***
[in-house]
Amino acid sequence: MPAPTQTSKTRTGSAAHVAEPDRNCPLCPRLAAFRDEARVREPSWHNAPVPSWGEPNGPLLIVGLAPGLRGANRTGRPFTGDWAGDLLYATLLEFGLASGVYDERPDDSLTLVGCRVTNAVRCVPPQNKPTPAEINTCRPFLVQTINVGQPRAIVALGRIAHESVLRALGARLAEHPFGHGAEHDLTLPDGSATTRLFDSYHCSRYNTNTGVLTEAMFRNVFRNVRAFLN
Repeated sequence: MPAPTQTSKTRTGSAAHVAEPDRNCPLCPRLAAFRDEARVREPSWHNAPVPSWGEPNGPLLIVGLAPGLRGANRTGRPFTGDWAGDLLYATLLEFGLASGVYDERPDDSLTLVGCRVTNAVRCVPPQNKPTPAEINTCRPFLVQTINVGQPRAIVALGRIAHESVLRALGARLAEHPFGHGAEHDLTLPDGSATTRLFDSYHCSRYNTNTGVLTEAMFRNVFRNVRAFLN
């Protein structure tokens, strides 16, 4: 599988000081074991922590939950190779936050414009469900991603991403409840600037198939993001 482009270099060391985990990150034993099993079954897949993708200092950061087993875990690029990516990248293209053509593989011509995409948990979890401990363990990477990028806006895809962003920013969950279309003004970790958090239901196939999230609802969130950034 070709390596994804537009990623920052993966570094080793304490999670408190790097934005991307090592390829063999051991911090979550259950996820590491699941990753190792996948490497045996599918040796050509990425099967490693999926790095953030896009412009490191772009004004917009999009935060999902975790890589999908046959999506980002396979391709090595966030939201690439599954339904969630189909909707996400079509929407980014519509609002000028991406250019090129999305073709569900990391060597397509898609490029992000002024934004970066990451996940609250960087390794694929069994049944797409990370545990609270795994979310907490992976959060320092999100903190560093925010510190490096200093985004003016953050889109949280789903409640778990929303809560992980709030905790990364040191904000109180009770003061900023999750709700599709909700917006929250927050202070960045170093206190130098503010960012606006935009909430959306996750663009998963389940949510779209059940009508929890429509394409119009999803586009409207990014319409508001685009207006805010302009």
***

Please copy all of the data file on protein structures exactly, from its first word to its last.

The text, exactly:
[in-house]
Amino acid sequence: MPAPTQTSKTRTGSAAHVAEPDRNCPLCPRLAAFRDEARVREPSWHNAPVPSWGEPNGPLLIVGLAPGLRGANRTGRPFTGDWAGDLLYATLLEFGLASGVYDERPDDSLTLVGCRVTNAVRCVPPQNKPTPAEINTCRPFLVQTINVGQPRAIVALGRIAHESVLRALGARLAEHPFGHGAEHDLTLPDGSATTRLFDSYHCSRYNTNTGVLTEAMFRNVFRNVRAFLN
Repeated sequence: MPAPTQTSKTRTGSAAHVAEPDRNCPLCPRLAAFRDEARVREPSWHNAPVPSWGEPNGPLLIVGLAPGLRGANRTGRPFTGDWAGDLLYATLLEFGLASGVYDERPDDSLTLVGCRVTNAVRCVPPQNKPTPAEINTCRPFLVQTINVGQPRAIVALGRIAHESVLRALGARLAEHPFGHGAEHDLTLPDGSATTRLFDSYHCSRYNTNTGVLTEAMFRNVFRNVRAFLN
């Protein structure tokens, strides 16, 4: 599988000081074991922590939950190779936050414009469900991603991403409840600037198939993001 482009270099060391985990990150034993099993079954897949993708200092950061087993875990690029990516990248293209053509593989011509995409948990979890401990363990990477990028806006895809962003920013969950279309003004970790958090239901196939999230609802969130950034 070709390596994804537009990623920052993966570094080793304490999670408190790097934005991307090592390829063999051991911090979550259950996820590491699941990753190792996948490497045996599918040796050509990425099967490693999926790095953030896009412009490191772009004004917009999009935060999902975790890589999908046959999506980002396979391709090595966030939201690439599954339904969630189909909707996400079509929407980014519509609002000028991406250019090129999305073709569900990391060597397509898609490029992000002024934004970066990451996940609250960087390794694929069994049944797409990370545990609270795994979310907490992976959060320092999100903190560093925010510190490096200093985004003016953050889109949280789903409640778990929303809560992980709030905790990364040191904000109180009770003061900023999750709700599709909700917006929250927050202070960045170093206190130098503010960012606006935009909430959306996750663009998963389940949510779209059940009508929890429509394409119009999803586009409207990014319409508001685009207006805010302009």